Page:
"Therefore if the Son makes you free, you shall be free indeed."

Friday, February 17, 2012

Torah and China: On Marrying Your Rapist

So I was reading No Tears For Mao by Niu-Niu this morning (my second book on China this week) and came across a chapter that reminded me of a disturbing section of the Old Testament about men who rape women being commanded to marry them.  Like any woman who has just been violated wants to marry the scum bag.  (So she says from her 21st century perspective ...)

I remembered when David's son raped his half sister and when he sent her away after the rape, she cried out that this was even more wrong!  My Bible's study notes read:

Though Tamar was no longer a virgin, Amnon could spare her some humiliation if he would own up to what he had done to her. By Israelite custom she would be forced to remain unmarried for the rest of her life. She therefore sought to be married to Amnon which, because of his sexual assault, was her right (Deut. 22:28-29).

pg. 437

It's kind of disturbing that patriarchy is so AWFUL that marrying your rapist is a right for women.  (So she says from her 21st century perspective...I know, I know.)

Or that women are considered so invaluable that having been violated meant she had to remain single the rest of her life.

The book I was reading was talking about the mid-seventies. As in not even forty years ago..so yeah 1976 to be exact. 

And this is in China so not exactly Jewish Law here either. 

Well, the story is that this woman was sent into the countryside for reeducation and when she refused to marry a "brutish" and "coarse" party official, he took his revenge by raping her.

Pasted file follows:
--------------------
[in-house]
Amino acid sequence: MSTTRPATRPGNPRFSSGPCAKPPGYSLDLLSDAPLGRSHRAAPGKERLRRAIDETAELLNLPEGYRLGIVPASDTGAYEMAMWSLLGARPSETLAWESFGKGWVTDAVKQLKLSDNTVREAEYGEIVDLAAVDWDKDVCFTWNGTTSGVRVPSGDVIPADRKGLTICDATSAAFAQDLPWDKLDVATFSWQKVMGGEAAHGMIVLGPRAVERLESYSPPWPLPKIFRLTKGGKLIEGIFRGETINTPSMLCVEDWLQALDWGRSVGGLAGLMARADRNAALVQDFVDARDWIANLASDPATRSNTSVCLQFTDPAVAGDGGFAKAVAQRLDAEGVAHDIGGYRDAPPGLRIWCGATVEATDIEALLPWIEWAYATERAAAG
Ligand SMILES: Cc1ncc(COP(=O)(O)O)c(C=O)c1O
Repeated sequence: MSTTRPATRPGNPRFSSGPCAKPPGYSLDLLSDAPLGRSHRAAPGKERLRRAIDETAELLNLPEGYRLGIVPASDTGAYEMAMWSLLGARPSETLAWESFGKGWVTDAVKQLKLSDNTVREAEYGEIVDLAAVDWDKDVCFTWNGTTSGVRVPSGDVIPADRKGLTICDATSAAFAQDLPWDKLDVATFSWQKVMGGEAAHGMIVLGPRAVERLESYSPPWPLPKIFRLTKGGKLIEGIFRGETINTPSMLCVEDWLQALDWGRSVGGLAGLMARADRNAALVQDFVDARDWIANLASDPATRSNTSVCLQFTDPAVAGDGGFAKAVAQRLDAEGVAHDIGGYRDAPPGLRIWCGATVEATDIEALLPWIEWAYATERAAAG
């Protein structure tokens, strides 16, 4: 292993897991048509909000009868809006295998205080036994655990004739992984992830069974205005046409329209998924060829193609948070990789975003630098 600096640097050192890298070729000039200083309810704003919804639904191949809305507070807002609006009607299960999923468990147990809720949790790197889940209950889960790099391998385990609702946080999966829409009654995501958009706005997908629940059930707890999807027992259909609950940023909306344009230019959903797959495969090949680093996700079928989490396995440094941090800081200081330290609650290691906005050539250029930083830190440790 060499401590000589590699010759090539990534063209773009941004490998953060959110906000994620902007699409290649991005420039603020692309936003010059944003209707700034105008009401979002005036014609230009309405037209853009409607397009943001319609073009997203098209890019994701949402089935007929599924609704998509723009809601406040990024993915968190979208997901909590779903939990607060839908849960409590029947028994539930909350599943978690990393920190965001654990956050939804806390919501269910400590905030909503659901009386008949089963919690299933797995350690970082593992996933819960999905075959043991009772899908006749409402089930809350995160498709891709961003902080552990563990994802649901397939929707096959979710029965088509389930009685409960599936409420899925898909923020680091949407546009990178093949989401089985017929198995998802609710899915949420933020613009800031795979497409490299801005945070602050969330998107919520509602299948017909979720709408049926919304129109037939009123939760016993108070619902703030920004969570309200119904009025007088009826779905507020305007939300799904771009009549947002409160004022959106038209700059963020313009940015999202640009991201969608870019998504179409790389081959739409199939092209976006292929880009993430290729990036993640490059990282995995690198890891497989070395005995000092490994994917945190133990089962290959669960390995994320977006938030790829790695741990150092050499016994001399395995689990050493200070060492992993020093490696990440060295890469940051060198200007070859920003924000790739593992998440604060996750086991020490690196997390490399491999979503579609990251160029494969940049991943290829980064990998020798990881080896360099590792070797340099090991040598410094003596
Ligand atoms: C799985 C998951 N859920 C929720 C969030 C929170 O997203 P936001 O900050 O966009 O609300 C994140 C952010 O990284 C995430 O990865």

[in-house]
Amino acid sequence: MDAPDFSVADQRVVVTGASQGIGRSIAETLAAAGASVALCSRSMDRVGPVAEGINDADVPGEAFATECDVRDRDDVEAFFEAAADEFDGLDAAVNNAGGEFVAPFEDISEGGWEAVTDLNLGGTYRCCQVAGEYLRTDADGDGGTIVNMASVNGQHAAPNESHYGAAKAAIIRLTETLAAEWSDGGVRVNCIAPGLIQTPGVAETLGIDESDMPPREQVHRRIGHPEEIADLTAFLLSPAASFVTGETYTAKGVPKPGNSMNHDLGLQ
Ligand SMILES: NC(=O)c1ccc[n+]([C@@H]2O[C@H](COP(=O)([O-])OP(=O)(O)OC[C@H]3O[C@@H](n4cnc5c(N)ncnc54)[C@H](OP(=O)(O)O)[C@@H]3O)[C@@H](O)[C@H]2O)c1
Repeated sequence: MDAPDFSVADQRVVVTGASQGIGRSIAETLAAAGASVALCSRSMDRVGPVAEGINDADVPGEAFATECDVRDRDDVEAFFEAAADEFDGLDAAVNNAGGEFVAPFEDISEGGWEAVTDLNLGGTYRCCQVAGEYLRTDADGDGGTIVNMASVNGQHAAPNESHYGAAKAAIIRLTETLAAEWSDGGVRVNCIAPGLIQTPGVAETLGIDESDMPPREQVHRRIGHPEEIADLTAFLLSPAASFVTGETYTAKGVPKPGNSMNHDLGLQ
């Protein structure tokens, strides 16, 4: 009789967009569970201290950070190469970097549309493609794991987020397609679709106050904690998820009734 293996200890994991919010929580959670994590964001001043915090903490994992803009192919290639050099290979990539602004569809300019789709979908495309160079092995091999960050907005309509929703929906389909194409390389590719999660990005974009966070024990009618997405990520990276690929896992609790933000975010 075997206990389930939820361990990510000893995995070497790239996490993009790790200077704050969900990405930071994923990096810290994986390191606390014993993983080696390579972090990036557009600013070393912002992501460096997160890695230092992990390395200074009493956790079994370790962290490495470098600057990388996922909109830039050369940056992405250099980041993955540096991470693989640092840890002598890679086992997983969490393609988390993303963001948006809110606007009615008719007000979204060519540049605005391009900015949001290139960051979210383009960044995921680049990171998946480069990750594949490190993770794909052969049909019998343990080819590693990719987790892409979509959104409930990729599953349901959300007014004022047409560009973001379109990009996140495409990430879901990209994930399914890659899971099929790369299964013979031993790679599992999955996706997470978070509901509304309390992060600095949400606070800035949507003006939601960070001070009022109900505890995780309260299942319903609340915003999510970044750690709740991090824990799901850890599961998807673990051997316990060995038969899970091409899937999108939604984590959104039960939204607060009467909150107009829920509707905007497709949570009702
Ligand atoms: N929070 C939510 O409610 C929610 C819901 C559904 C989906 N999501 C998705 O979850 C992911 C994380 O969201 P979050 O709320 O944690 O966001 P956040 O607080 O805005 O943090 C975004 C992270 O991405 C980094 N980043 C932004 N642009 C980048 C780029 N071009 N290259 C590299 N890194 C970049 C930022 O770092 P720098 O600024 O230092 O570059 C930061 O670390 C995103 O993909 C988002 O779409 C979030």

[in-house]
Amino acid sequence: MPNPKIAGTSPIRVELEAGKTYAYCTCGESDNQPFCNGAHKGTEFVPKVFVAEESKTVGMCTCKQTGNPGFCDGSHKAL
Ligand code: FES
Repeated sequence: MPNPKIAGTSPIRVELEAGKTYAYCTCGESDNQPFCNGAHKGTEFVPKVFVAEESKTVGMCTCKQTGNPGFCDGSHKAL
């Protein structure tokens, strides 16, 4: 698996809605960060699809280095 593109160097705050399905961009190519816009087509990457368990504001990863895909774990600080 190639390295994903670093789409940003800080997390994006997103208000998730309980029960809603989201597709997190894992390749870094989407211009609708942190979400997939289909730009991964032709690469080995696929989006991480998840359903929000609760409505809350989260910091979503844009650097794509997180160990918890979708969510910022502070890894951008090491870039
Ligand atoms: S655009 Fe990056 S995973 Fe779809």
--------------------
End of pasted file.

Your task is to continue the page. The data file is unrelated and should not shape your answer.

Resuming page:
Then he did "the most humiliating thing you could do to a woman" which was "forcing her to appear before a self-criticism session with a pair of shoes around her neck" signaling she was "damaged goods" in a sexual sense.

The young lady demanded justice, but due to this man's power, no one dared oppose him. So he "became even more arrogant and abusive: ... stripping and raping her in front of a group of intimidated peasants."

All sorts of injustices happened after that, but this is what reminded me of the Old Testament passages.

When the woman's family found out, they tried to get some justice for her, but the judge said there was no way of finding out if it were rape or consensual sex.

"Feeling completely desperate, my uncle realized his daughter's life was ruined since no young man would want to marry her; the only solution was to marry her to the man who had defiled her.  Lien-hua had reluctantly agreed to this. It was the only way for her to have a home and to expiate her shame, save face and, consequently, lead a normal life. The entire family was on its knees - begging this creature, promising anything that he demanded.  My uncle offered to give him his savings, so that they could buy furniture and whatever else was needed to set up a household, but the rapist continued to balk."  (pg. 165)